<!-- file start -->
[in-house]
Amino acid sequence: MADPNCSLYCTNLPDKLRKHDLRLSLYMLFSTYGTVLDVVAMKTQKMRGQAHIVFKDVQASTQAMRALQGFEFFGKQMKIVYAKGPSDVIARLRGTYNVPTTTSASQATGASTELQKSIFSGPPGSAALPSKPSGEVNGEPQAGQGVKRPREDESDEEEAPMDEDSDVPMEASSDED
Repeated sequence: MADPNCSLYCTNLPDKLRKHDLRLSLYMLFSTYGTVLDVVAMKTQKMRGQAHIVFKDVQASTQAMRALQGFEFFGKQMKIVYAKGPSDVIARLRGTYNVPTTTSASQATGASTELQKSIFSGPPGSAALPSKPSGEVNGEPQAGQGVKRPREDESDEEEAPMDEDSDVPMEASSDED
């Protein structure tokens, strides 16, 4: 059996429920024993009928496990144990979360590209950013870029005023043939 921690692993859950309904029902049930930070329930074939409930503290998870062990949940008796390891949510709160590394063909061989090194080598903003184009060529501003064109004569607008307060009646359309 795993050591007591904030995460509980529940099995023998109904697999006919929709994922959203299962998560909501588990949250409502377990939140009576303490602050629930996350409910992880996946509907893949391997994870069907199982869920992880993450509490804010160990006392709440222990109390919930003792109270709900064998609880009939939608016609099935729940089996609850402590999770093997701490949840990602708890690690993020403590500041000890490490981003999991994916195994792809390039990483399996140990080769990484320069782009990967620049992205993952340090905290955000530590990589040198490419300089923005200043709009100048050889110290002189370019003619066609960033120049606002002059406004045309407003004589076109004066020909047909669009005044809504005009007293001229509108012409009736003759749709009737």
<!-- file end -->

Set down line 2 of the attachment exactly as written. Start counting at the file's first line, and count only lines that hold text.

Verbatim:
Amino acid sequence: MADPNCSLYCTNLPDKLRKHDLRLSLYMLFSTYGTVLDVVAMKTQKMRGQAHIVFKDVQASTQAMRALQGFEFFGKQMKIVYAKGPSDVIARLRGTYNVPTTTSASQATGASTELQKSIFSGPPGSAALPSKPSGEVNGEPQAGQGVKRPREDESDEEEAPMDEDSDVPMEASSDED